Product documentation: why do customers still want it and retailers still need it?

TLDR – if you spend any amount of time online, you’ve probably seen the acronym for Too Long, Didn’t Read, used to denote overly long text. While used mainly on social posts and discussion forums, it’s also sometimes associated with news articles and product documentation. It’s a topic that comes up a lot in the communications world and, rightfully so, given decreased attention spans. At D2, we decided to explore product communications further. We launched a survey and I was curious. What would participants say?


In a D2 (Documents & Design) November 2018 online survey, male and female respondents ages 18 and older were asked to comment on product communications including websites, packaging, documentation, social media, video and more. Specifically, they were asked what they use throughout the lifecycle of a product—from when they first think about buying a product and researching options, to initial setup and ongoing use. Key findings indicate:

  • Online product reviews and websites heavily influence consumer purchase decisions
  • Consumers ages 18-29 rate packaging, live chat, marketing materials and social media more helpful during the consideration phase than other age groups
  • 50% of consumers who follow companies on social media do so to get promotions and product discounts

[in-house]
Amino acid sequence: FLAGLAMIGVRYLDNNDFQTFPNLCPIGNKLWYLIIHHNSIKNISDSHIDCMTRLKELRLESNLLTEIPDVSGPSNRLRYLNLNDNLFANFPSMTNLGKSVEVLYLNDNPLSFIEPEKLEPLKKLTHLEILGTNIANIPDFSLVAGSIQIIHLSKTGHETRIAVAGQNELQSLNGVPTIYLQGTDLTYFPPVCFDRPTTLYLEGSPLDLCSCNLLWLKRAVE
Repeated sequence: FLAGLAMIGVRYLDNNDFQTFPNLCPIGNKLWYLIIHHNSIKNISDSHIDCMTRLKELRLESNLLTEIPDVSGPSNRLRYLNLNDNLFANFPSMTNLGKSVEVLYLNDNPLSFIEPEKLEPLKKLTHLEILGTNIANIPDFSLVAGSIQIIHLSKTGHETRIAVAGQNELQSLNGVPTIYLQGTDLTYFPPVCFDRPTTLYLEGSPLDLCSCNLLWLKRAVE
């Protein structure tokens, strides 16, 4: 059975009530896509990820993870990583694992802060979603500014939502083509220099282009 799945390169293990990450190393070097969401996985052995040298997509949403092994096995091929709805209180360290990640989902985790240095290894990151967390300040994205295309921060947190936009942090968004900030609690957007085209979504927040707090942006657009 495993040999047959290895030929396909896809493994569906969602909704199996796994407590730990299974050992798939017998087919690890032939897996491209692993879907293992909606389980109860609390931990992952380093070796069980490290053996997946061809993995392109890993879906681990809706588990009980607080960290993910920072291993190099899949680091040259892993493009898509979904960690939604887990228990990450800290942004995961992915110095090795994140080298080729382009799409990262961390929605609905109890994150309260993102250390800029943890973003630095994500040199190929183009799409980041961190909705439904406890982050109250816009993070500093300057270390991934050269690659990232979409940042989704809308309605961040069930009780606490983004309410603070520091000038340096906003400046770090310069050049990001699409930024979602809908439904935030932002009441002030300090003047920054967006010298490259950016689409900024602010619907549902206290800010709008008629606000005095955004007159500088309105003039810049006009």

Findings confirm what you and other retailers may already recognize: consumers are complex creatures, representing a mix of backgrounds, cultures, opinions and behaviors. Depending on where they are in a product lifecycle, they may consult many different types of communications. Understanding this is an important part of how successful marketers create and execute an effective communications strategy.

Results, however, also shed surprising light on an area of product communications typically cast in a more narrow role: documentation, such as user manuals and setup guides. Specifically, respondents indicated:

  • More than 40% typically look to product documentation more often than packaging, sales personnel, in-store signage or videos when they are considering a product purchase.
  • 73.7% rate documentation more helpful than videos, packaging or salespeople when they are looking for information on products they are considering for purchase.

This is startling news to those who consider online reviews, packaging and videos the only factors influencing purchase decisions. Many might, in fact, be shocked to learn that anyone reads documentation for any purpose, much less to inform a purchase decision. After all, industry experts have been predicting the end of user instructions for years.

  • “The instruction manual is slowly but inevitably becoming extinct” Mark Miodownik, British scientist, engineer and writer
  • “Think of owners’ manuals or care guides or basic, step-by-step instructions, and you’ve just conjured three documents less read today than The Hardy Boys Mysteries.” Leslie Stum, Stream Implementation Manager